Students Take Austin by Storm
Meeting Notes - SPS Reporters at Science Conferences
Students Take Austin by Storm
Aaron Alexander, SPS Representative to the 2018 AMS Student Conference Planning Committee, University of California, Davis
Greetings from Austin, Texas, site of the 2018 American Meteorological Society (AMS) Student Conference. The AMS is a professional group for those interested in atmospheric sciences, and the student conference is held to inspire undergraduate and graduate students to pursue their professional passions. Despite its name, the conference isn’t limited to meteorology students. Those interested in atmospheric chemistry or dynamics, climatology, space weather, and even communication also come together to meet other students from around the country, engage in professional development, and present research.
Professionals from institutions like the National Center for Atmospheric Research and the National Weather Service (NWS), as well as private weather forecasting companies, fielded questions from students on whether to attend graduate school before looking for a job, how to stand out in a pool of applicants, and how to find your professional passion. Students also got to talk with experts in various disciplines, such as researchers trying to understand severe weather or those who’ve sailed the open seas with the NOAA Corps.
For students looking toward graduate school, distinguished researchers from top-tier institutions and current graduate students answered questions about what makes a prospective graduate student competitive, what students should do to aid their transition, and even where to look for internships within their field of interest.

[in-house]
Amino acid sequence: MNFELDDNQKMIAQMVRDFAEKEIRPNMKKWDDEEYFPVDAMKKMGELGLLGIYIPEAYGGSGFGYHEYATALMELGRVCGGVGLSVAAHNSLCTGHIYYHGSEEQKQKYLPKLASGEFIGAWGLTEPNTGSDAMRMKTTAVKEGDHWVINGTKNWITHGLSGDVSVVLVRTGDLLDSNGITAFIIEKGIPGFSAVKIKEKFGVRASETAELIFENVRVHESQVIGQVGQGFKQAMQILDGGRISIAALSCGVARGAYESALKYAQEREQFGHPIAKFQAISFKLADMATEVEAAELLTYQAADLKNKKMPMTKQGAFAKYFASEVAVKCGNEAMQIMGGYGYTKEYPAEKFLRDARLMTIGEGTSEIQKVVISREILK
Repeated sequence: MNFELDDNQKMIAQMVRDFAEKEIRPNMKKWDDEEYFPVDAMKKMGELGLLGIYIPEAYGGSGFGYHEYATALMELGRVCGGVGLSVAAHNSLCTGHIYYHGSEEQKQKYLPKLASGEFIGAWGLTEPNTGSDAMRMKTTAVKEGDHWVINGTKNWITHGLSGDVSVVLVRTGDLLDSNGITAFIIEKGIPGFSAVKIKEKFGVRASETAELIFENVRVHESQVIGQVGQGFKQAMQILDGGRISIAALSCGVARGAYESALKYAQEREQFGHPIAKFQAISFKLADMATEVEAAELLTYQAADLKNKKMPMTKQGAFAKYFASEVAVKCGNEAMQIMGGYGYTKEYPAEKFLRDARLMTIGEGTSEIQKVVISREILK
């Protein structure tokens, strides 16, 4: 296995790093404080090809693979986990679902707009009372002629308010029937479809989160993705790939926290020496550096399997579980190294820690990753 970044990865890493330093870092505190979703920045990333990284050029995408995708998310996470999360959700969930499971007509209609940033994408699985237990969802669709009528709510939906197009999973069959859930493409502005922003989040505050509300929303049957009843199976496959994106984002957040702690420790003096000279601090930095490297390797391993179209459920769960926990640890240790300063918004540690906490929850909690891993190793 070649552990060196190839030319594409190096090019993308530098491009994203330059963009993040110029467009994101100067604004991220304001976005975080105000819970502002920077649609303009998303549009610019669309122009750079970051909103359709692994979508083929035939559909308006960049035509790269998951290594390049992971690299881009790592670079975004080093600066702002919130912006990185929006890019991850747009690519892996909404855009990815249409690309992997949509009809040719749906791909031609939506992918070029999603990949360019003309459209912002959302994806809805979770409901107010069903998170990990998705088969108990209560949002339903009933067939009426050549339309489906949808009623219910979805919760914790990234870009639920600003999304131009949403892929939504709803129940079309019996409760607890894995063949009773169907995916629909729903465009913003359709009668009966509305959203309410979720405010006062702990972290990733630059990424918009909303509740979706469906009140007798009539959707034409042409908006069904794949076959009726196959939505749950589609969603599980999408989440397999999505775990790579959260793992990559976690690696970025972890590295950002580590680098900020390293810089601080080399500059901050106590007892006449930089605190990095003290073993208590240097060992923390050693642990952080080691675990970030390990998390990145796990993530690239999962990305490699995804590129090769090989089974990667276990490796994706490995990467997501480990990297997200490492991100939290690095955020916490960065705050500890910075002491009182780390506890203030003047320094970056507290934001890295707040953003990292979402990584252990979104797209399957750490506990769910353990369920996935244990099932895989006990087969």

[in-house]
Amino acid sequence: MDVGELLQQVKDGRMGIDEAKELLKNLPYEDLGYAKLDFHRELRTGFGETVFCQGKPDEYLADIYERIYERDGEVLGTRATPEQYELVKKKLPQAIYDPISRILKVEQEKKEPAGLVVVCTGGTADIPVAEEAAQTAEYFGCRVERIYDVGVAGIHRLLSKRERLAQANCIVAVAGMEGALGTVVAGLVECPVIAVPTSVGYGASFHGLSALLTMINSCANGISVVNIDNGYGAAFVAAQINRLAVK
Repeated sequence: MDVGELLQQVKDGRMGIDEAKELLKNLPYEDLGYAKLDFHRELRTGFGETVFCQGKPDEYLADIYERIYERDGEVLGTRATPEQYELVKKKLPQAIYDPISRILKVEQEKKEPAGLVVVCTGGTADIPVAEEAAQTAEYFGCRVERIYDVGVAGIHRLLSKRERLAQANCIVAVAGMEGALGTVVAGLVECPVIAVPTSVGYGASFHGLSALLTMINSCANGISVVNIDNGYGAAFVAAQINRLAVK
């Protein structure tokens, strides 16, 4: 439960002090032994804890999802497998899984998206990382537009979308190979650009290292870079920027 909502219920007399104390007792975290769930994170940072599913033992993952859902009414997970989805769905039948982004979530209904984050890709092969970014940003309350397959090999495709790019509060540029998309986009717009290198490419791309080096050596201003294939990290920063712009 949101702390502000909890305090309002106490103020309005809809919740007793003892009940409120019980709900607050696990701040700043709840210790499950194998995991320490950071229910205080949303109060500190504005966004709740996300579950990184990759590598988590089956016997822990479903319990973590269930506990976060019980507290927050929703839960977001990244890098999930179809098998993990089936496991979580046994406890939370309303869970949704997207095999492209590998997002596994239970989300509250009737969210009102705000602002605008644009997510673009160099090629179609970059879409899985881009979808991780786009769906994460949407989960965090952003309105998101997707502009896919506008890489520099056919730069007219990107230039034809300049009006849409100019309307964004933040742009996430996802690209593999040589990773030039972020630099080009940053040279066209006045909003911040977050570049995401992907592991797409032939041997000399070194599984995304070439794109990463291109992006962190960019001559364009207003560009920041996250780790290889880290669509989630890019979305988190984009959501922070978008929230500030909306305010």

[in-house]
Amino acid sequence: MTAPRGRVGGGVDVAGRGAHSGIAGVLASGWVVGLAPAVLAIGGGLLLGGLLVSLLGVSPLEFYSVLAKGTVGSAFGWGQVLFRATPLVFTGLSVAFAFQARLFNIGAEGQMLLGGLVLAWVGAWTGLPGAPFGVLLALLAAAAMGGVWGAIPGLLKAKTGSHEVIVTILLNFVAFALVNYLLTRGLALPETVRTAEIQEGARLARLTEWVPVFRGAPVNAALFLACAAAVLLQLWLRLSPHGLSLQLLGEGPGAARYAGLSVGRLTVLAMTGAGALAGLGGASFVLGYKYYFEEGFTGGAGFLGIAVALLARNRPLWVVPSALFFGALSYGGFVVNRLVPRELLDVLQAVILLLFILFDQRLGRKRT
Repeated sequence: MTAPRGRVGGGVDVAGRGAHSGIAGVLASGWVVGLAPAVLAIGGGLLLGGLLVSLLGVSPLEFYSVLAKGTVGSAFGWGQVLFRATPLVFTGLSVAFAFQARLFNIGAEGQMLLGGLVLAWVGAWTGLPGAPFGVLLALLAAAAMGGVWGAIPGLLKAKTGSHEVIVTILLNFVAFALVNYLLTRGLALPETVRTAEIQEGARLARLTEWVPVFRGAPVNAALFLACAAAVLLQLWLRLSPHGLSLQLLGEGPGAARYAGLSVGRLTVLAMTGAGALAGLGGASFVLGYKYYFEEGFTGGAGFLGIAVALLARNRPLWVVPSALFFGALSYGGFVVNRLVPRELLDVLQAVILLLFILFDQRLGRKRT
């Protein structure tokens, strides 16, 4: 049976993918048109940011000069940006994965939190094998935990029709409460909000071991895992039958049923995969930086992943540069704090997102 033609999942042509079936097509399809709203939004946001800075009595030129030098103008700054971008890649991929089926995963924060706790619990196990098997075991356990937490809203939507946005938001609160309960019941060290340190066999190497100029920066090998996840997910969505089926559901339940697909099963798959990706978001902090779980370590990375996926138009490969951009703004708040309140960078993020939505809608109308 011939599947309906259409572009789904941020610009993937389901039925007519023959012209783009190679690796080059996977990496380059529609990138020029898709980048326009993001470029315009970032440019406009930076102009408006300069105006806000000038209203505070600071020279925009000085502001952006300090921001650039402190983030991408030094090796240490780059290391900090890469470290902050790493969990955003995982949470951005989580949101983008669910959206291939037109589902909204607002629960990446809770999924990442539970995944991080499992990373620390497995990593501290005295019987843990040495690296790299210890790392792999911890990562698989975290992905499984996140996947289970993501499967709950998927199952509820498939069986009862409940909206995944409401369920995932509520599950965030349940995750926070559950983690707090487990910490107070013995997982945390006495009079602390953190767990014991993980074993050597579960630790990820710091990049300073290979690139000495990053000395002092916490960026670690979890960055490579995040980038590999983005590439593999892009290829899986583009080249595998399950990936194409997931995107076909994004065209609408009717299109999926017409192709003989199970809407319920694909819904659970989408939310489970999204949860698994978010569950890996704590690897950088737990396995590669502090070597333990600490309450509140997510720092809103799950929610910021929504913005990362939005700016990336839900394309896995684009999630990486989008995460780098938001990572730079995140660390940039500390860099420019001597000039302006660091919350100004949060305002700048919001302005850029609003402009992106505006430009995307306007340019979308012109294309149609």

“I love the graduate student panel because it gives students the opportunity to ask questions that can't necessarily be answered by faculty and staff at schools,” says Makenzie Krocak, a graduate student from the University of Oklahoma who has served on the panel for two years. “We keep it very informal, because the goal of the panel is really just to have a conversation with undergraduates about how to manage their stipend or how to transition from focusing on classes to focusing on work and research.”
In addition to the panels, the conference offered a variety of interactive sessions. One of the most popular was the resume workshop, where students had their resumes reviewed by professionals in academia, government, and private research. Other sessions included reviews of aspiring broadcast meteorologists’ audition tapes, a scientific writing workshop, and a session where students simulated a real-life emergency management scenario to understand how the NWS, local governments, and media interact during natural disasters.
The conference is a good opportunity to find out more about what meteorologists and atmospheric physicists do (spoiler alert: not everyone forecasts the weather), develop professional skills, and have one-on-one interactions with professionals in the scientific community. Next year’s conference, in Phoenix, Arizona (January 5–6, 2019), promises to be even better—and I hope to see you there! //
Aaron Alexander is a first-year PhD student in water resource engineering at the University of California, Davis. His undergraduate degrees are in physics and atmospheric sciences, and he was heavily involved with his undergraduate SPS chapter at the University of Nevada, Reno.